The Perseids Meteor Shower is expected to peak tonight and should put on a good display across the night sky for those who are willing to get out of bed and brave the cold in the morning!


The Perseids Meteor Shower is an annual event that runs roughly between mid July and late August, with the peak or highest frequency of meteors occurring around August 9th to 13th generally which means tonight is the night to get viewing.

The best time to view it is just before sunrise, so roughly between 3am and 5am, although they should be going for most if not all of the night. You’ll need to look towards the general North to North-East for viewing as this is where the Perseids constellation will be situated during these times, as well as trying to get a clear view of the horizon as the higher frequency of meteors occurs generally within 5 degrees of the horizon. While not everyone can avoid light pollution, the darker it is the better it is with the potential for 60 to 100 meteors an hour (or more than 1 per minute) during the peak.


For those of us across the Southern half of QLD, skies should be clear around 4am on Sunday morning. Much of Inland Australia should also be clear which will be ideal due to less light pollution. With a cold front crossing the South-West WA Coast, heavy cloud cover should be active there as well as over South-Eastern AUS. It looks like outside of Southern QLD, Adelaide may be the only other viable viewing area.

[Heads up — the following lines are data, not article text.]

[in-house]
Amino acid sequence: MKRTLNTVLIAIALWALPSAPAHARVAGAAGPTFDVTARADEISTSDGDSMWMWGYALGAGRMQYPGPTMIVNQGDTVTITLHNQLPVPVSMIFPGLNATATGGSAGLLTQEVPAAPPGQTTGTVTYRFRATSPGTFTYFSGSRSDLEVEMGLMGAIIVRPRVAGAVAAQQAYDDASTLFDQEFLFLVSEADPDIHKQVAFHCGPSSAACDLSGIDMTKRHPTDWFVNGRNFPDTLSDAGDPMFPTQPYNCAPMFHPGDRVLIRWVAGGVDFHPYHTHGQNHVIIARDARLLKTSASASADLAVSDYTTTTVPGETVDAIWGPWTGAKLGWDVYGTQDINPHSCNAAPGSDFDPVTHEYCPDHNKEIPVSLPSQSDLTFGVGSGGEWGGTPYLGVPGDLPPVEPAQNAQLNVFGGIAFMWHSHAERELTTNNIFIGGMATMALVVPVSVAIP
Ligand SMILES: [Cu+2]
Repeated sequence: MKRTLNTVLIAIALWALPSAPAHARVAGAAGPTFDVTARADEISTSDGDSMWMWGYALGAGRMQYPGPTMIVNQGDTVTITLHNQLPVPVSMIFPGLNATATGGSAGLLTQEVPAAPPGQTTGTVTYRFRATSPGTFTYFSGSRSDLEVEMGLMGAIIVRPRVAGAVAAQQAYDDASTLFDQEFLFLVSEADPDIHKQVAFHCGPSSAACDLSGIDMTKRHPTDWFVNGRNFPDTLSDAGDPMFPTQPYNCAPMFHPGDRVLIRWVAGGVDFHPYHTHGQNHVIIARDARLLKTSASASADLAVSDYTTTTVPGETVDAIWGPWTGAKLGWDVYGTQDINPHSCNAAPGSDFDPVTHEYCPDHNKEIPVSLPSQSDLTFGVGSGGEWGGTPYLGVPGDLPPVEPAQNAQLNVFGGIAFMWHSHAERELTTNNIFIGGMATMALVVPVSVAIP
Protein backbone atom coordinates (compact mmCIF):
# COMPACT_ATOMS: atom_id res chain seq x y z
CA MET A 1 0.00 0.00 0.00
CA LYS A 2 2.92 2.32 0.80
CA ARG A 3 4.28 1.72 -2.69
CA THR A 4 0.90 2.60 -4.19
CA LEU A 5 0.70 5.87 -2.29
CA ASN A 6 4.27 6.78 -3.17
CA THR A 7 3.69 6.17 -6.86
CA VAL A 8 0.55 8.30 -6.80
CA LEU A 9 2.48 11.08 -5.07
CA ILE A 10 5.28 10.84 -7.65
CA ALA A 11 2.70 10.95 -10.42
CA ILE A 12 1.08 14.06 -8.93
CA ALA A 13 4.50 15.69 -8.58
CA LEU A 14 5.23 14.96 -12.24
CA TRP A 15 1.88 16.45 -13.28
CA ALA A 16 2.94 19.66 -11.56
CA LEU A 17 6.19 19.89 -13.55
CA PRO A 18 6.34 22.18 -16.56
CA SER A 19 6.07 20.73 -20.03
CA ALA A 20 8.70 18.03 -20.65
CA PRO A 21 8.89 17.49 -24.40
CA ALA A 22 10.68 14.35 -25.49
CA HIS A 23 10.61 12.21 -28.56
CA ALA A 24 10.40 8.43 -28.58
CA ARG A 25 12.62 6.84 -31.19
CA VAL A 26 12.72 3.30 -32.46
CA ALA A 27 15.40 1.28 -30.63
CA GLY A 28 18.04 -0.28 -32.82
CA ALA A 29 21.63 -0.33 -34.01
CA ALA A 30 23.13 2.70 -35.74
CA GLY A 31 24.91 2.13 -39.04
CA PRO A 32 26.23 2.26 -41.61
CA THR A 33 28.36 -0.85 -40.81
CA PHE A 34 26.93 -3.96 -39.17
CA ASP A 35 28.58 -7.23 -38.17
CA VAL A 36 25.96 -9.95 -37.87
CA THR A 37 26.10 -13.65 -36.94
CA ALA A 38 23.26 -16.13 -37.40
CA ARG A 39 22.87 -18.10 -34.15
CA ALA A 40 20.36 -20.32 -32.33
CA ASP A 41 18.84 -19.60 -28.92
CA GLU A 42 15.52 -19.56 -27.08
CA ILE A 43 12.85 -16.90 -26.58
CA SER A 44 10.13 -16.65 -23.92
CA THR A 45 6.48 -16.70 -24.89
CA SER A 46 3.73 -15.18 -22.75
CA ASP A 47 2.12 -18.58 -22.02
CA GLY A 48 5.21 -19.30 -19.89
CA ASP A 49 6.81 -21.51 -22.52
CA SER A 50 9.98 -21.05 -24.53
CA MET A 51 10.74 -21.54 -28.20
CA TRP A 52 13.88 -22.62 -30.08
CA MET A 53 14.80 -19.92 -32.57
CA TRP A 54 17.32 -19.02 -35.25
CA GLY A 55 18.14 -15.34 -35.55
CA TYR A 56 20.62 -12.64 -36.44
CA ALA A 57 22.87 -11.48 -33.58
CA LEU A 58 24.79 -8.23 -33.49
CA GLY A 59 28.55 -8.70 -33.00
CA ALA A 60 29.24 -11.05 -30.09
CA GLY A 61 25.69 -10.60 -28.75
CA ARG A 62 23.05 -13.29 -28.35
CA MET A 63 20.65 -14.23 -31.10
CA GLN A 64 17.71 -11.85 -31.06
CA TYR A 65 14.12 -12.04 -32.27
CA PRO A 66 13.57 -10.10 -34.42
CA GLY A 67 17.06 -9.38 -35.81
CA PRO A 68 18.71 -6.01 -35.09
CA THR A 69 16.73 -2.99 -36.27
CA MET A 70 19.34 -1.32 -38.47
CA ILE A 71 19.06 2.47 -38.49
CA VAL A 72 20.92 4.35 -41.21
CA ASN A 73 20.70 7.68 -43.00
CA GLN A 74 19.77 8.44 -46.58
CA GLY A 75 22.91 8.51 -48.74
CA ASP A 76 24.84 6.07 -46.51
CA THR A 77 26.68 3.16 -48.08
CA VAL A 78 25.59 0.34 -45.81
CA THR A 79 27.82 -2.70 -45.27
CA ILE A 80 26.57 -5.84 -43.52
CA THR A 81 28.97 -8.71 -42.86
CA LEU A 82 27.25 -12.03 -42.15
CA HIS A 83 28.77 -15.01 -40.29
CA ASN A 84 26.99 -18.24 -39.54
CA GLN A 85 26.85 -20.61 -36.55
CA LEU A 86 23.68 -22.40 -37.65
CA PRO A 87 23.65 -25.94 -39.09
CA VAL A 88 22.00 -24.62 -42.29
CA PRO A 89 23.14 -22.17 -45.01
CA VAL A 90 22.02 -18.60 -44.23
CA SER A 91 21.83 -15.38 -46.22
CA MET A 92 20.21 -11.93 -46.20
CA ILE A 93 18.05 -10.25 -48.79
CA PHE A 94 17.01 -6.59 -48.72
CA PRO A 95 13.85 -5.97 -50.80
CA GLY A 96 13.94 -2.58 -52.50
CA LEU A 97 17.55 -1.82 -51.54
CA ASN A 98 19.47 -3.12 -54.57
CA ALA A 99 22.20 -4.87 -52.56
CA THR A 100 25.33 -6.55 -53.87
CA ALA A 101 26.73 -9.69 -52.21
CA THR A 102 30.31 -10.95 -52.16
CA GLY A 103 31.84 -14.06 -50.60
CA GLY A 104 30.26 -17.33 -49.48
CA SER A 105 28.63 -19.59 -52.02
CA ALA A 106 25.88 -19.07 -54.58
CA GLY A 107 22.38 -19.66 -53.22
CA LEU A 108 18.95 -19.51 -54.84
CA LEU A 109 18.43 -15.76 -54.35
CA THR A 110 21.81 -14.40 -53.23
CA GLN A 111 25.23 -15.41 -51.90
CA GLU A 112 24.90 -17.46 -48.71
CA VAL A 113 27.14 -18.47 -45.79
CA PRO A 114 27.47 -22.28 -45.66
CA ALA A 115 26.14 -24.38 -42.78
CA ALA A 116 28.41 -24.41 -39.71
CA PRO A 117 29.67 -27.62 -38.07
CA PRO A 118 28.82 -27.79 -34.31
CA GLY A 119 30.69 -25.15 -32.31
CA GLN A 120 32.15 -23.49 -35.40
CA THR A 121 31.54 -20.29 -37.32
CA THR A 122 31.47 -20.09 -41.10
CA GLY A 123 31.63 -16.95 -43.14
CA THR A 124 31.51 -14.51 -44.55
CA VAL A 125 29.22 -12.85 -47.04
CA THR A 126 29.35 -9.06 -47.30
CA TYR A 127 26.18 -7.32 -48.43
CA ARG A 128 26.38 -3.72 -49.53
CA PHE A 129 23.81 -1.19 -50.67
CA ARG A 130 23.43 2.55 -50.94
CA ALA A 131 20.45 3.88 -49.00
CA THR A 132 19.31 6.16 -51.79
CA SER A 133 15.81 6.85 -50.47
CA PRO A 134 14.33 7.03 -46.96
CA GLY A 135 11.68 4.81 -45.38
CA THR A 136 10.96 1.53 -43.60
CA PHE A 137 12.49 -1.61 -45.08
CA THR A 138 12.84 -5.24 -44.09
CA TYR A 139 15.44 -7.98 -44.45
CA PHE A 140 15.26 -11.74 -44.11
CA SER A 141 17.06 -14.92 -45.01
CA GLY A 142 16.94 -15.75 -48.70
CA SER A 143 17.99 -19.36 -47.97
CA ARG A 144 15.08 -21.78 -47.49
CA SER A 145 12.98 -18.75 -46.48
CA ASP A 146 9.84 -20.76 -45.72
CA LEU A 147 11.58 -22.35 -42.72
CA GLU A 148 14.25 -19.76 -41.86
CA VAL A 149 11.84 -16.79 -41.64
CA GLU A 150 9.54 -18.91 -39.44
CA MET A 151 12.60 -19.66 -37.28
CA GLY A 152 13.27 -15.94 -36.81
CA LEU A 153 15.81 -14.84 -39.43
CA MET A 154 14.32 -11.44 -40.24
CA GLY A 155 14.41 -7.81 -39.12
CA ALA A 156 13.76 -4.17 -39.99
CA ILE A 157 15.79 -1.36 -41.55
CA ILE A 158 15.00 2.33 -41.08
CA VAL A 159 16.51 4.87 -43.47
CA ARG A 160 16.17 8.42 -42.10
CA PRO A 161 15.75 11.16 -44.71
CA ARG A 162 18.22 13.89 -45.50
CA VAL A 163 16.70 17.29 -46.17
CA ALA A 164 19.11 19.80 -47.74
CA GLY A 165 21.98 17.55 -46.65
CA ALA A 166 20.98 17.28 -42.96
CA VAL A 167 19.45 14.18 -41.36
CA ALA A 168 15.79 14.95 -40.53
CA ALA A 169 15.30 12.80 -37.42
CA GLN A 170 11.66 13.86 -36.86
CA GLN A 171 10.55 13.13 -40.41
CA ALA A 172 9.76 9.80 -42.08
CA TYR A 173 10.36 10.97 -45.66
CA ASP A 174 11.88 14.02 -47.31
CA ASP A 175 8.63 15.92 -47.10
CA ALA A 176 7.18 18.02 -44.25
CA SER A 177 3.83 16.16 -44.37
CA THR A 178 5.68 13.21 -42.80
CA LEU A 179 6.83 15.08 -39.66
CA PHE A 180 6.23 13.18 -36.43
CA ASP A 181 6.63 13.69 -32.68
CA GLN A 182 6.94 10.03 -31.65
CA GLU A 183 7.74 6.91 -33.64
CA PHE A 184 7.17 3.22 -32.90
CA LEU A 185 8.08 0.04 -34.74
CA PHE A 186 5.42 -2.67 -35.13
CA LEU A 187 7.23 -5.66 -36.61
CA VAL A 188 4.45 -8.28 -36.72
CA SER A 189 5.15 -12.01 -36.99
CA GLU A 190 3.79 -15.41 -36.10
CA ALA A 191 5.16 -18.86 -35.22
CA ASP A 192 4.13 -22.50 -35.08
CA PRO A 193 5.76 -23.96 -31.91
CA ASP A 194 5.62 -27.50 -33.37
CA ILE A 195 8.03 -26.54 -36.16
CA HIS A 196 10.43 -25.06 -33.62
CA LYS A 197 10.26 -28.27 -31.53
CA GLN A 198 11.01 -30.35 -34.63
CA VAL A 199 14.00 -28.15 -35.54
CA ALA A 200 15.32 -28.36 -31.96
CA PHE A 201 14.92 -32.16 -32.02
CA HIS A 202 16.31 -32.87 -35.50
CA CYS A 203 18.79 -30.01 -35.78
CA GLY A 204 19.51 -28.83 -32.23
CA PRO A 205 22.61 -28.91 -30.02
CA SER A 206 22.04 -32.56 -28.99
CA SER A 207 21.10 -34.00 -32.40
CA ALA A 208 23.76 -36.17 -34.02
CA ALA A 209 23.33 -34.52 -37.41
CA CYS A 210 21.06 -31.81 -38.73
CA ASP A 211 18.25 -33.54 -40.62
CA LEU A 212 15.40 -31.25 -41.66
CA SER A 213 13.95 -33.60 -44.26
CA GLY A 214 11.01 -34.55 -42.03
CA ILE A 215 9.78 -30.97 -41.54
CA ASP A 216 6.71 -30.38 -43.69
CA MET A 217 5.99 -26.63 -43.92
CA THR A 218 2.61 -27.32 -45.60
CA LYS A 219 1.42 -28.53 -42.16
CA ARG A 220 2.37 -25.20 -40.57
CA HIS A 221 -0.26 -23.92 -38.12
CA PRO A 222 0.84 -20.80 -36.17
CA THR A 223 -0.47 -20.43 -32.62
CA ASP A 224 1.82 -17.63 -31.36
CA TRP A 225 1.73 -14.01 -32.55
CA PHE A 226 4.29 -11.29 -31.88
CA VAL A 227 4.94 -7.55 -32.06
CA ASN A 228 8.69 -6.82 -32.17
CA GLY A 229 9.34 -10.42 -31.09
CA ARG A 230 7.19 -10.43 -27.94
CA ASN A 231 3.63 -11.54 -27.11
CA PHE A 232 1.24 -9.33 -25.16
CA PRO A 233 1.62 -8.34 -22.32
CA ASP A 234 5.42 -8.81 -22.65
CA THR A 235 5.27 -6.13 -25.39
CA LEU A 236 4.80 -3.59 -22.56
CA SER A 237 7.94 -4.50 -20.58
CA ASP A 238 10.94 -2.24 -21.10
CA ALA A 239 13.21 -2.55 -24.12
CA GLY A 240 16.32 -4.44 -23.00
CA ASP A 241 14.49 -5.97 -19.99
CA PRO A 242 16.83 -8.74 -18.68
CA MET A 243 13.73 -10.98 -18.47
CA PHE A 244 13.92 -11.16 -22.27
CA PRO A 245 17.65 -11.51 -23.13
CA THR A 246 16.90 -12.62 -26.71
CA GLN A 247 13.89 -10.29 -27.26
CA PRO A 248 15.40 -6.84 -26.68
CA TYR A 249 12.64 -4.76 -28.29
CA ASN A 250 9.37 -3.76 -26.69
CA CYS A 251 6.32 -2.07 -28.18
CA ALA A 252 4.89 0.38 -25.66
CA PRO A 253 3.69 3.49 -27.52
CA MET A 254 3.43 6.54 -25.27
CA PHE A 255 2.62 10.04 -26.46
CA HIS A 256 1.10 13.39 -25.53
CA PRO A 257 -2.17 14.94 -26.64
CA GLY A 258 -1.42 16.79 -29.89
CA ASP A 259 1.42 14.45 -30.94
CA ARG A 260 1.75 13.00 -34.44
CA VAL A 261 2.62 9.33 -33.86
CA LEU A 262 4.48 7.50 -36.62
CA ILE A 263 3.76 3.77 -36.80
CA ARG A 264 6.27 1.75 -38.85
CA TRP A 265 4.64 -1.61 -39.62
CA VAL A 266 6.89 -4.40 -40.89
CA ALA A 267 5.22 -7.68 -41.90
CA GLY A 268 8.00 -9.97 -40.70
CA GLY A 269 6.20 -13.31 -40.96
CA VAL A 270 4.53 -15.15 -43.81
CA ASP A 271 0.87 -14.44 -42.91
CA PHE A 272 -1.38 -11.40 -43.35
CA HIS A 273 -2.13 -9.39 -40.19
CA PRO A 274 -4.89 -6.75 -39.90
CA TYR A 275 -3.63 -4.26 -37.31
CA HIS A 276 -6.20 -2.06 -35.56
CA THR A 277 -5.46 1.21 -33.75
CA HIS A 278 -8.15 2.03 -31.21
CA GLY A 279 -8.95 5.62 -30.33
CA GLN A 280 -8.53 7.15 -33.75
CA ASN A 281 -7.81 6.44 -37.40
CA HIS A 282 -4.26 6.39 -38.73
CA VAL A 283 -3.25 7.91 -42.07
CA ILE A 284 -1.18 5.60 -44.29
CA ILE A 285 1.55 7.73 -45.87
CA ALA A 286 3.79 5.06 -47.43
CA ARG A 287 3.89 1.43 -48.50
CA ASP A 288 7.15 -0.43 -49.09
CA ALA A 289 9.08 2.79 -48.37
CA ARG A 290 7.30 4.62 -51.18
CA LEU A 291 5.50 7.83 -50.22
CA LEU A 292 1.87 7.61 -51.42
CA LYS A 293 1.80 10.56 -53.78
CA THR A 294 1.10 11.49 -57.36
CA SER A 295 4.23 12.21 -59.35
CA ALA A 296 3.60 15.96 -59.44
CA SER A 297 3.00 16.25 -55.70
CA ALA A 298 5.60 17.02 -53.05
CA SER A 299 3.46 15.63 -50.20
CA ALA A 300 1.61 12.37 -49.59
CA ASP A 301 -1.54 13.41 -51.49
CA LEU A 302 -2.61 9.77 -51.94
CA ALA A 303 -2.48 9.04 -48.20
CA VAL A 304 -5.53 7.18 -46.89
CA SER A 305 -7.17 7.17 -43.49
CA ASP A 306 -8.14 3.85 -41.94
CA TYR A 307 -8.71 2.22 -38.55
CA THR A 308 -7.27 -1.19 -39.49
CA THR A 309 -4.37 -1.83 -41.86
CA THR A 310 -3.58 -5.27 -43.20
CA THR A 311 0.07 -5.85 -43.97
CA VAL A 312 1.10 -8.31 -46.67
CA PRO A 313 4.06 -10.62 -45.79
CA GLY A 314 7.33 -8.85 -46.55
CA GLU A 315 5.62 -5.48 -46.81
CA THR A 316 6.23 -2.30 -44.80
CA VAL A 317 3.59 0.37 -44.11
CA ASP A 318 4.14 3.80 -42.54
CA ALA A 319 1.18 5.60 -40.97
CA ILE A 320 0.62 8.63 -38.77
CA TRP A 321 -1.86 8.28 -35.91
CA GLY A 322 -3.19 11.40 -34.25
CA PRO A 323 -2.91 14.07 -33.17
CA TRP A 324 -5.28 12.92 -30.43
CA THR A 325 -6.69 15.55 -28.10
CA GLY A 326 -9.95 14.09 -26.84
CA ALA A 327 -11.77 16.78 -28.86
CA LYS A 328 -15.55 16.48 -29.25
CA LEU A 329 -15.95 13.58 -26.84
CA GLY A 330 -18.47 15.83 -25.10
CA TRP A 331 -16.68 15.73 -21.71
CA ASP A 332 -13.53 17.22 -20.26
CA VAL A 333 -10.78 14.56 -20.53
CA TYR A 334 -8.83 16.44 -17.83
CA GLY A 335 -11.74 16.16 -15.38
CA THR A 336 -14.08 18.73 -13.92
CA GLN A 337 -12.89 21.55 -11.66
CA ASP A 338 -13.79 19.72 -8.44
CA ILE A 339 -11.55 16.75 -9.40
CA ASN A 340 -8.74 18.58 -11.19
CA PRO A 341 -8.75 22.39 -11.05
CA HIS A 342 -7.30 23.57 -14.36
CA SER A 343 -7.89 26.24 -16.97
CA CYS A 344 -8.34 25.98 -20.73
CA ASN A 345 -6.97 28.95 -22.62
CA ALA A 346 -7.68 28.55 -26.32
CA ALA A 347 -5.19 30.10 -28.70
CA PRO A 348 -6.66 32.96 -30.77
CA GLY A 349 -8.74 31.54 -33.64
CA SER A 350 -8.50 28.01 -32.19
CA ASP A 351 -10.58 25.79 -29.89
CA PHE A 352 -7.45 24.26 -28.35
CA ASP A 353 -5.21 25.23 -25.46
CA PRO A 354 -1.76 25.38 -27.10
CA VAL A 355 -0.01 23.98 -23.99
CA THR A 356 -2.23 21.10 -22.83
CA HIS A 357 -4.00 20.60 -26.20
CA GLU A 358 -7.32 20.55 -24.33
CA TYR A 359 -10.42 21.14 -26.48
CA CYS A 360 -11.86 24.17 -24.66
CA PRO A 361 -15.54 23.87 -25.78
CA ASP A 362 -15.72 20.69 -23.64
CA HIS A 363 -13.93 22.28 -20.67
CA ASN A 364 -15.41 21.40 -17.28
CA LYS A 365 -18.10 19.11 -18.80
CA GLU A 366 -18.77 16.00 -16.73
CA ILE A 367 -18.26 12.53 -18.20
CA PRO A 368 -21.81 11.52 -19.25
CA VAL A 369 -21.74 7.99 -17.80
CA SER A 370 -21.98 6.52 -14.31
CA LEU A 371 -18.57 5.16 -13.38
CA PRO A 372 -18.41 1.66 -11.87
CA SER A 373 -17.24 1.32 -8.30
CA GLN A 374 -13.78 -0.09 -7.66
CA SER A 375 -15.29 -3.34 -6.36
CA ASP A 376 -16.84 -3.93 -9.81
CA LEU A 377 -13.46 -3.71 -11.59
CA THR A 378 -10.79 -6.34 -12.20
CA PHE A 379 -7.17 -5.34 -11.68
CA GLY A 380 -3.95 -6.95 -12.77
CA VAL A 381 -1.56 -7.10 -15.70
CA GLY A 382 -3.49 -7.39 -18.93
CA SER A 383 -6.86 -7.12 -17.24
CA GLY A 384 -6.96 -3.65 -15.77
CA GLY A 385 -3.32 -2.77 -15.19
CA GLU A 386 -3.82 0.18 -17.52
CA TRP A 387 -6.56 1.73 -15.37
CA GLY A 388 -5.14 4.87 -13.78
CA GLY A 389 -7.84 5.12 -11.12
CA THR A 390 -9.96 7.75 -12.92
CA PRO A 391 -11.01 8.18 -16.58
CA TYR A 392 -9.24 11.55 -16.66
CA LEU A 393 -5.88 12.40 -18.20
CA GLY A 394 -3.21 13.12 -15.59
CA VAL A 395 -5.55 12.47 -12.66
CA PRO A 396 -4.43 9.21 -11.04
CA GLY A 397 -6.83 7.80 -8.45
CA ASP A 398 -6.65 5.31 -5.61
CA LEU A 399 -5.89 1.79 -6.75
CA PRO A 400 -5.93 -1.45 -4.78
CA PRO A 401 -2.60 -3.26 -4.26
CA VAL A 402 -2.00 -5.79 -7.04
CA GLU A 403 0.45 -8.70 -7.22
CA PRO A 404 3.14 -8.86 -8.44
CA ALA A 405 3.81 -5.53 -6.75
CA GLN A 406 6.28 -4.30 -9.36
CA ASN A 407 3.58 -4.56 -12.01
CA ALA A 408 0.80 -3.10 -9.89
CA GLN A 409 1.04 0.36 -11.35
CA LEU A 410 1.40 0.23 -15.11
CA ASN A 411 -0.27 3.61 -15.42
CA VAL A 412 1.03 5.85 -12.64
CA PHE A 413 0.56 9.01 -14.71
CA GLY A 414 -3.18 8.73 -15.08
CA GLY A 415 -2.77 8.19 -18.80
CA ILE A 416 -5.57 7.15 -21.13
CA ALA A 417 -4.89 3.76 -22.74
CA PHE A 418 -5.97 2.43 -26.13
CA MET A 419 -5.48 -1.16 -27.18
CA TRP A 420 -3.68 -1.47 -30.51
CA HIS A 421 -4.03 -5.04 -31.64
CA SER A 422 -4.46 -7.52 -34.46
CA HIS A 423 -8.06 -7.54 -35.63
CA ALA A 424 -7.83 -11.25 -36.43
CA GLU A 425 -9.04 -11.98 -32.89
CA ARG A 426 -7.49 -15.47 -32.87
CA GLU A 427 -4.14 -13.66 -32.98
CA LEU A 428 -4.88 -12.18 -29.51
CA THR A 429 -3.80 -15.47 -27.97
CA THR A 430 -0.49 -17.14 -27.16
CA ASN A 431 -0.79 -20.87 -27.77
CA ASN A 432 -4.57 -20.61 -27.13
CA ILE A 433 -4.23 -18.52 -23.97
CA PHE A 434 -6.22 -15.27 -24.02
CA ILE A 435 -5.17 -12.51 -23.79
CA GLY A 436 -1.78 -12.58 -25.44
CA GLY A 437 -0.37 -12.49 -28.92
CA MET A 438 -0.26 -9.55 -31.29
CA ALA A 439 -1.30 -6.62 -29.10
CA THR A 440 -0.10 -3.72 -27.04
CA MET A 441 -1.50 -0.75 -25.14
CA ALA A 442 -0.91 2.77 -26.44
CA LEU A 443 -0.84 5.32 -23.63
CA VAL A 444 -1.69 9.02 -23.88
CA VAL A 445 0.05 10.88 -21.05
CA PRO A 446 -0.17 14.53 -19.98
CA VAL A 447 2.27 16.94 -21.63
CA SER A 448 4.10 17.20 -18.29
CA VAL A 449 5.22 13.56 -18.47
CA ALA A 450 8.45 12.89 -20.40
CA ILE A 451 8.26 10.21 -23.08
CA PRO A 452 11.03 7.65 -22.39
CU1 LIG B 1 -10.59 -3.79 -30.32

Total cloud cover at 4am Sunday Morning (peak time for the meteor shower) via BSCH

Total cloud cover at 4am Sunday Morning (peak time for the meteor shower) via BSCH


This meteor event is one of the most sought after by astrophotographers, astronomers and stargazers as it offers one of the high frequencies in meteor activity, along with some of the better colour displays as the light refracts off the meteors for that split second. The meteor event occurs due to tiny space debris from a comet called the Swift-Tuttle and happens to occur annually as the debris rotates around the Earth’s gravitational pull. The event is called the Perseids Meteor Shower due to the high frequency, better viewing and general direction of the meteors occurring near the constellation Perseus which is in the North-Eastern part of the skies.